Baby It’s Cold Outside! DrapeStyle Can Help!

Winter’s coming…and according to the Farmer’s Almanac, you’d better stock up on long johns and firewood.  Especially if you’re east of the Rockies, predictions are, you are going to be hit hard!  Pair that with rising energy costs, and your monthly home heating costs could go through the roof!

Here are 7 things you can do to help combat a cold house and make your thermostat happy:

 

1. Add A Down Filled Comforter

Down has always been the preferred insulator when worn or for bundling up while sleeping.  Body heat is trapped between the little fluffs of down, creating a re-generating heat source that will keep you warm all night long.  There are different weight levels available-some are even available with dual-zone comforters for bed partners with different sleeping temperature preferences! The best down originates from birds from the coldest climates, such as Hungarian or Siberian geese.  Plus, using a duvet allows you to change your room’s look easily from season to season or from one style to another without having to reinvest in a quality insert. 

2. Use A Humidifier 

Cold, winter air is notoriously dry, often leaving your home’s humidity around 10%…far short of the ideal of 30-40%  Having the correct humidity levels not only provides additional warmth to a house, but it also has many other benefits such as reducing allergens, reducing the risk of furniture damage, and controlling static electricity.

3. Change The Direction Of Your Ceiling Fans 

Most fans spin and pull air up to the ceiling.  By simply reversing the direction of your ceiling fan and pushing the rising heat back down into your living space, you can save as much as 10% on energy costs.  Ceiling too high to manually change blade direction?  This may be a good time to replace your fan with one with a built-in remote control.

Door Draft Stopper Crochet Pattern, Crochet Home Decor, Draft Dodger, Draft Excluder, Home Decor Crochet Pattern

4. Reinforce Cold, Drafty Areas 

 Windows — Take a candle or incense stick to the window on a breezy day.  Move around the frame, inside and outside of the trim, and see if the smoke moves.  If it does, you have a draft spot.  Use paintable caulk for around the trim and silicone caulk outside if you can.  There are window weatherstrips available at most home improvement stores as well.  Insulating your window draperies can help keep the draft from entering the room as well.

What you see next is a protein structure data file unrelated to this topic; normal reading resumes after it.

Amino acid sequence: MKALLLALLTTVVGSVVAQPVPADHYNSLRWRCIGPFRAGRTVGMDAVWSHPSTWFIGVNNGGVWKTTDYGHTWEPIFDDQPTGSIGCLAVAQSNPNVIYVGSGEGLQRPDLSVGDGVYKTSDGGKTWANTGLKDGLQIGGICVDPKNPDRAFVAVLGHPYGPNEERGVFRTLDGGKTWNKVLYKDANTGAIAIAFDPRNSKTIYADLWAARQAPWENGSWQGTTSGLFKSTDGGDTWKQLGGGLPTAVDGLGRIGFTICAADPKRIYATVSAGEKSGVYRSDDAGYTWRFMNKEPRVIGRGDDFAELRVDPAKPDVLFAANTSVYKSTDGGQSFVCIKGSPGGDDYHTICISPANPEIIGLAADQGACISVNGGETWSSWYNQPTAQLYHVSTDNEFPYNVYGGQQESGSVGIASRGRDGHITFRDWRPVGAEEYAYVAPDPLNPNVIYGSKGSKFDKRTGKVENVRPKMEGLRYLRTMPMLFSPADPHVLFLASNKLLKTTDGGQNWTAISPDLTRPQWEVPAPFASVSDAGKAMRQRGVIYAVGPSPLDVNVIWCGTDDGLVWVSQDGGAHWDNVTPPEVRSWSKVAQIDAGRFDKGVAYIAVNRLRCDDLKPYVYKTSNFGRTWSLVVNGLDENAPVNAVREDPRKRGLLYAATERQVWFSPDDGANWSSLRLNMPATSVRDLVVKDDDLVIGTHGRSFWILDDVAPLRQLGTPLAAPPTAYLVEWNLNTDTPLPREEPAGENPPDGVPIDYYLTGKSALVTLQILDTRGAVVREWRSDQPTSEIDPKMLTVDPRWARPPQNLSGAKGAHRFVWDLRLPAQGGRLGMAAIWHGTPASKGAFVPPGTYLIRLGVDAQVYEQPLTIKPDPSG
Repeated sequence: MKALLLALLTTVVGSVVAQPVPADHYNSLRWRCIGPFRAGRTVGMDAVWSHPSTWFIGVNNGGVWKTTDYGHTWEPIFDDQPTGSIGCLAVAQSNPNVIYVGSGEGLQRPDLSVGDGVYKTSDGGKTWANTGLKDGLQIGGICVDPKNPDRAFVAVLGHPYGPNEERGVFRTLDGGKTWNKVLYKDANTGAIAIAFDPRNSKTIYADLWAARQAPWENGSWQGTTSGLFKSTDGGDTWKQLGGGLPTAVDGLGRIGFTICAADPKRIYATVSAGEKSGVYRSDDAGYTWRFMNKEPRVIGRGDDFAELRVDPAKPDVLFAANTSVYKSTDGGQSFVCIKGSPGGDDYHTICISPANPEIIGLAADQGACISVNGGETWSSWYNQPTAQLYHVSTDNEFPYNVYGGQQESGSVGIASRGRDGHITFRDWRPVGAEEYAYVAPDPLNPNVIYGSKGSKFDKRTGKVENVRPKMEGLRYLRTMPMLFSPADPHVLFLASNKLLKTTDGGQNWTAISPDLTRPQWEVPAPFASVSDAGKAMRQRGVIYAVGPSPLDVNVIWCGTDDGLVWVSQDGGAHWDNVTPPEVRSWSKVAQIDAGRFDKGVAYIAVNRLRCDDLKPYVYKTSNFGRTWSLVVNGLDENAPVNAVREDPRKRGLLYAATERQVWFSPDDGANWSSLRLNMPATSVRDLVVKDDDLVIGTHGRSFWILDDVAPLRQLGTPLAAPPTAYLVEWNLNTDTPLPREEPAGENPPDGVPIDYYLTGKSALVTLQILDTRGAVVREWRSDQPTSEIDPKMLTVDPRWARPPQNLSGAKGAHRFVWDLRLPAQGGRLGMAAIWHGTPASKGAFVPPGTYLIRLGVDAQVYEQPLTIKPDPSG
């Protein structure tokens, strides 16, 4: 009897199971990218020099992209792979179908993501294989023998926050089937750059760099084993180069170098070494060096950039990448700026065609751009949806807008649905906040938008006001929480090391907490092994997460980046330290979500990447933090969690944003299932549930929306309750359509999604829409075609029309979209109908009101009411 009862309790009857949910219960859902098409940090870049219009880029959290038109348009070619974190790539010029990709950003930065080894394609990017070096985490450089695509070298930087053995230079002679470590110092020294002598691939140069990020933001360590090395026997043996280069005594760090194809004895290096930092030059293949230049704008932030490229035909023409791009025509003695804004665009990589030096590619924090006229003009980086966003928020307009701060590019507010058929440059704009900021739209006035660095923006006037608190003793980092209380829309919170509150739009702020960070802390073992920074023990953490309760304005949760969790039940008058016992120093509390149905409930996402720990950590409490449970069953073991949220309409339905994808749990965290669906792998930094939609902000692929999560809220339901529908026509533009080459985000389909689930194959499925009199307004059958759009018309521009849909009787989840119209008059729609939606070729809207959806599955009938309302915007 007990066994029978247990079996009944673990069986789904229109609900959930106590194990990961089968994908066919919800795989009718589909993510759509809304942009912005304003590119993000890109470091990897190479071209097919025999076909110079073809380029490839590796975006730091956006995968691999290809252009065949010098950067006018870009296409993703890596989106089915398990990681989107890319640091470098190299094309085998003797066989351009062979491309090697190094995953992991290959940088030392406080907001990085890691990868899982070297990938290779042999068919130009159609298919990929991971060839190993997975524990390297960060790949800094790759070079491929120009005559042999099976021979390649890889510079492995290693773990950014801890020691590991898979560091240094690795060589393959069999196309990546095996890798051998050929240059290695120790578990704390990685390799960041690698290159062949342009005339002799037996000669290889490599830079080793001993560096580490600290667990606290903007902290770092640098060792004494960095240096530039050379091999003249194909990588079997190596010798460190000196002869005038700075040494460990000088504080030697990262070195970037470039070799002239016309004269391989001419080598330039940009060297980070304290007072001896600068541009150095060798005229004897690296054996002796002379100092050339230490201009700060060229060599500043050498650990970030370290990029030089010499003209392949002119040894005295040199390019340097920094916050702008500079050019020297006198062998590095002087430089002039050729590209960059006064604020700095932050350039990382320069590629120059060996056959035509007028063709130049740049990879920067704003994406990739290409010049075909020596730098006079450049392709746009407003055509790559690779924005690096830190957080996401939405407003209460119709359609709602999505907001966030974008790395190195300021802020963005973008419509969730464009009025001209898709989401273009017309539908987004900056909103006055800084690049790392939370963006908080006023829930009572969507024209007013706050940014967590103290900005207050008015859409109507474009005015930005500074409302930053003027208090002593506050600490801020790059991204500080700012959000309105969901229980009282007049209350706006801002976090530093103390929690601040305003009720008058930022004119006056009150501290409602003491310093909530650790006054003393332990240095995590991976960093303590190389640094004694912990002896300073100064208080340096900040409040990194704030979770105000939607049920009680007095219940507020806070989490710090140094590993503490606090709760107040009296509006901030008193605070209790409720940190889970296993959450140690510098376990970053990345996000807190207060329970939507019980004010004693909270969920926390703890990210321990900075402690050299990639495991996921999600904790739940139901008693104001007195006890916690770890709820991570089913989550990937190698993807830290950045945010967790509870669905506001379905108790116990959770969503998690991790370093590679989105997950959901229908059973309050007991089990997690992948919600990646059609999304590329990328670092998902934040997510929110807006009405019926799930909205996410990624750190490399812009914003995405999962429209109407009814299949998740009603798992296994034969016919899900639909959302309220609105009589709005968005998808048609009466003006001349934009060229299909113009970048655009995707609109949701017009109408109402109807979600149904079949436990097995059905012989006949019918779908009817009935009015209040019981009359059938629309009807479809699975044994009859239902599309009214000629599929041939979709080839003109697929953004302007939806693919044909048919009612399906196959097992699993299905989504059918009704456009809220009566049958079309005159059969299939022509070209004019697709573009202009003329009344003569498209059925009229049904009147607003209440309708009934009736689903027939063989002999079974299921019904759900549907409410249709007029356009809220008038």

Doors — The old, simple solution is a draft dodger-a fabric tube filled with sand or rice that lays along the bottom of your door.  Etsy has some fun and stylish options.  The best option, however, is to replace the weather stripping around your door, including the threshold strip. 

Scarlet Mulberry Silk, Cartridge Pleat

5. Add Insulated Drapery Lining 

DrapeStyle can help with this one!  DrapeStyle offers insulated drapery lining, also called thermal lining, for all drapes and roman shades.  It’s common for drafts to come in around windows.  However, most pre-fabricated drapery panels available at most retailers, come with a simple, thin lining or with no lining at all.  DrapeStyle’s custom drapes and roman shades include lining! Let us help you select the interlining that’s best for your climate.  Interlining also adds body and weight to your drapes for a very luxurious, custom look. Our skilled workroom can add the following interlining to your drapes:

Flannel Interlining— Similar to the lightweight flannel sheets your grandma used, this supple lining goes between the face fabric and standard sateen lining.  Flannel interlining has been shown to reduce heat loss by 25%.

Bump Interlining— Originally used in Europe’s cold-climate country homes, bump interlining offers the most insulation for cold and sound.  It also gives a nice weight and drape to fine fabrics, such as silk.

6. Add Rugs To Bare Floors

Aside for the obvious (that rugs are warmer than tile or wood), wool rugs in particular are a natural insulator similar to down.  They’re hypoallergenic, provide moisture, and are incredibly durable.  Well-kept wool rugs can be handed down through generations.  Even better than an area rug would be wall-to-wall wool carpeting.

7. Get An Energy Audit